Album Review: INSECT ARK Marrow Hymns
Insect Ark is my favorite Brooklyn band because they are one of the most unique and thoughtfully constructed acts out there. The number of bands who use a slide guitar in underground music is obviously extremely limited. Toss in all of the experimental noise elements that help make Insect Ark's brand of experimental doom so unique; you start to have something truly challenging to wrap your head around. Their newest album, Marrow Hymns is an absolutely stunning record—it's massive and twisted.
It explores the human condition and does so in a fascinating and minimalist way. It's hard to really deny yourself the inherent majesty of Insect Ark because the grace behind the music is simply overwhelming. Songs like "Slow Ray" ebb forward like mountains, sliding ever so slowly into new and more fascinating locales. There is something almost spiritual about these songs; it has me coming back to the record time and time again.
Doom metal is a genre I think a lot of people struggle with because so much of it seems like the same material constantly being rehashed. However, Insect Ark flourishes because what these women are doing is so alien. In many ways it makes sense, founder Dana Schecter has spent time in Angels Of Light, Wrekmeister Harmonies, Zeal & Ardor, and Gnaw. Her musical partner, drummer Ashley Spungin has played in Taurus; so the pedigree is certainly there. Yet not only are these two of the most hands-down impressive musicians in their genre right now, their vision is totally unique.
It's the sort of thing that is only comparable to perhaps Subrosa or maybe Yob. Unlike those bands, Insect Ark doesn't really deal in raw heaviness as much as they play on powerful emotions. They force you to come to terms with the darker and more esoteric sides of the genre. This is a challenging listen to be sure, but it's also one that is incredibly fun to explore and sink your teeth into. Every new song is a beautiful adventure.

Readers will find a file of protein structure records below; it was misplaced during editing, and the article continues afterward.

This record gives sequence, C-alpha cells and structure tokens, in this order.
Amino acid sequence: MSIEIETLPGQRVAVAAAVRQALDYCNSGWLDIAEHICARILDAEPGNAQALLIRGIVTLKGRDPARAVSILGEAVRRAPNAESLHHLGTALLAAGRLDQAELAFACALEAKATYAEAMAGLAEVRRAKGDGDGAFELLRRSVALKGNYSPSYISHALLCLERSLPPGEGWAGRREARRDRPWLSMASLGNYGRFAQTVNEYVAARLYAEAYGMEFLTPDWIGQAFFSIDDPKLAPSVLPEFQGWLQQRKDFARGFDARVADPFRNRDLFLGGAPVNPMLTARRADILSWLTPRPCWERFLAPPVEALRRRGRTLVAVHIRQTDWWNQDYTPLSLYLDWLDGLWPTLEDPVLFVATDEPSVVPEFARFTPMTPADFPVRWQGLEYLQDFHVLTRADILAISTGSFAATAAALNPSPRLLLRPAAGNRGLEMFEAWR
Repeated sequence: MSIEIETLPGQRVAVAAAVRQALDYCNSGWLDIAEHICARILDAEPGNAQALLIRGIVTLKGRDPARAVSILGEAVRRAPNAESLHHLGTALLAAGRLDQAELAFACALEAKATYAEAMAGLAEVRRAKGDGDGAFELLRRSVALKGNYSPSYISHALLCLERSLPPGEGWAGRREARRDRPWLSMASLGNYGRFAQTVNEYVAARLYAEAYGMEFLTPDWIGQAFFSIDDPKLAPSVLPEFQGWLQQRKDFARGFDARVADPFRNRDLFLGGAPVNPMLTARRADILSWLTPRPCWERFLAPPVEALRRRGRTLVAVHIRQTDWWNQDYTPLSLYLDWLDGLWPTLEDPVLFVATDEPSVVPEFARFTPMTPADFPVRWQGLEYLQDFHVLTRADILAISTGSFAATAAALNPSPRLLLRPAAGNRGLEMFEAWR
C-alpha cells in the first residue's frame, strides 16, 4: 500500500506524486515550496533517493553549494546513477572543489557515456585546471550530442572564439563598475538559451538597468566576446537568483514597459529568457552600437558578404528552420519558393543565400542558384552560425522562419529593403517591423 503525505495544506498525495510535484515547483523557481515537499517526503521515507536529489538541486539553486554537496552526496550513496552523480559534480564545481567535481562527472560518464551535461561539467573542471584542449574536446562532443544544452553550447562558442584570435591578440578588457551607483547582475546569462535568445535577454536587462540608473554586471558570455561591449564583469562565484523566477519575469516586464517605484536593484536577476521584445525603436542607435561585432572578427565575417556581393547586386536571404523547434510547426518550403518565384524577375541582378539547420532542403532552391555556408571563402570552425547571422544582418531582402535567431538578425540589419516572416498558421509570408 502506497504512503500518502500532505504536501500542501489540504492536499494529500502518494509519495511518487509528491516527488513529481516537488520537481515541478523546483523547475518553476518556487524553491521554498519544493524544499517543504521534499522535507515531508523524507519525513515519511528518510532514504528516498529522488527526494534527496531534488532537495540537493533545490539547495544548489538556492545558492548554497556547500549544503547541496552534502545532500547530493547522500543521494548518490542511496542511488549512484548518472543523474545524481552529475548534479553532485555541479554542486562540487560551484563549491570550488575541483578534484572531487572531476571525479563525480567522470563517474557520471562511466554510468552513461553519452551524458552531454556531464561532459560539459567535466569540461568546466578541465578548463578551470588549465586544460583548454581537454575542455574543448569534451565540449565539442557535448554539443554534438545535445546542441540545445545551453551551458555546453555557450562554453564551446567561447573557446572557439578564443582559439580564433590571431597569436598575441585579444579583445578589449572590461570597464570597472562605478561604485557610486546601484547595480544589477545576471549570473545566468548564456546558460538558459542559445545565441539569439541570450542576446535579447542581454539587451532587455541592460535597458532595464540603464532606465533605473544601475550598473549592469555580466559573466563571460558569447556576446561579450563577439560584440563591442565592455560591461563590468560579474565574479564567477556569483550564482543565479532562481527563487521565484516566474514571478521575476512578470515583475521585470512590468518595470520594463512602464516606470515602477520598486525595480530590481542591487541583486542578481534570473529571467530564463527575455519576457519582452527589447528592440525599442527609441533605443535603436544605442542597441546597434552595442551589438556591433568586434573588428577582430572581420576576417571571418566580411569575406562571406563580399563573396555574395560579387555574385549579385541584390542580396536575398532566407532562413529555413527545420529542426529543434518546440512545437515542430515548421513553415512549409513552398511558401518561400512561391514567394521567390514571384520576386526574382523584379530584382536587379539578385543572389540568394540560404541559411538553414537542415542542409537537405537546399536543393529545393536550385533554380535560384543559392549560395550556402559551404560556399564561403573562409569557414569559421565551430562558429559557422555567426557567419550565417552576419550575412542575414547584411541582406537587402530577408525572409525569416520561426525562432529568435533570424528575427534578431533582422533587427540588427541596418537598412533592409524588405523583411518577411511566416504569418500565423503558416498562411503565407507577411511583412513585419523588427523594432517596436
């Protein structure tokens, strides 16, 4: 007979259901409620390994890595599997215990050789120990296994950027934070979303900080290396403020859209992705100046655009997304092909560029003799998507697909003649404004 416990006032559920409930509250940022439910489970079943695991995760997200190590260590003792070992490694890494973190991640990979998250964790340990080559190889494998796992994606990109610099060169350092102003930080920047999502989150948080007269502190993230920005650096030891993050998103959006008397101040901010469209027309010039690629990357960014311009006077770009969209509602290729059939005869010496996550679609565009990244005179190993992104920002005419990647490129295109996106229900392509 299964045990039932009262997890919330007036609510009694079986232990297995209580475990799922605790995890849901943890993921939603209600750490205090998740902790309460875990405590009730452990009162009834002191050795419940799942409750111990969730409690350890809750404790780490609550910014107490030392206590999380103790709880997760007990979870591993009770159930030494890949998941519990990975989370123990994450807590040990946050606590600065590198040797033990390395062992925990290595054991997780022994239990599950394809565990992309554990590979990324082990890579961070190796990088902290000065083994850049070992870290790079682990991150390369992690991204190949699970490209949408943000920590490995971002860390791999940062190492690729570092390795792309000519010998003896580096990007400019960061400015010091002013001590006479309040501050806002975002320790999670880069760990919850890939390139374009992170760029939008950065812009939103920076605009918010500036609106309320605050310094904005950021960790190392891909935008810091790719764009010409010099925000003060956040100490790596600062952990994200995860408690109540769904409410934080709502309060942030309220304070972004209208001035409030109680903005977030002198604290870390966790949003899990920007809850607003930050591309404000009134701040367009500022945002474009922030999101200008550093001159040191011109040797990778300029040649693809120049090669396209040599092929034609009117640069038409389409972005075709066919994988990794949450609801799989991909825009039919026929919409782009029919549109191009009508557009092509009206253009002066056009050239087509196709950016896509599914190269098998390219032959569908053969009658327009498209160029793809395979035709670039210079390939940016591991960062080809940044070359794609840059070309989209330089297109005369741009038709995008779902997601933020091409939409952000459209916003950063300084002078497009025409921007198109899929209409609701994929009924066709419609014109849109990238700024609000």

Marrow Hymns is a huge step forward for this band, perhaps their most driven record yet. You feel yourself being guided through the massive sonic highways of Schecter's creation and drowning in the bliss of sheer volume. The focus on structure here—a product of her newfound mastery of steel guitar—has made this record full of unique explorations that the band has never before been able to fully embrace. Suddenly, you have a record that has the potency of Inter Arma or Jex Thoth; with the arrangements scaled back for a duo.
That being said, the band is proud they're able to do most of their music live. It is something folks heading out to see them on their European tour and Roadburn performance should be thrilled about. This is a stately masterpiece of a record and one that can't help but fascinate. It's a deep dive into the darker sides of a genre that has constantly left me begging for more. I'm thrilled to see what Insect Ark does next because Marrow Hymns is a jaw dropper.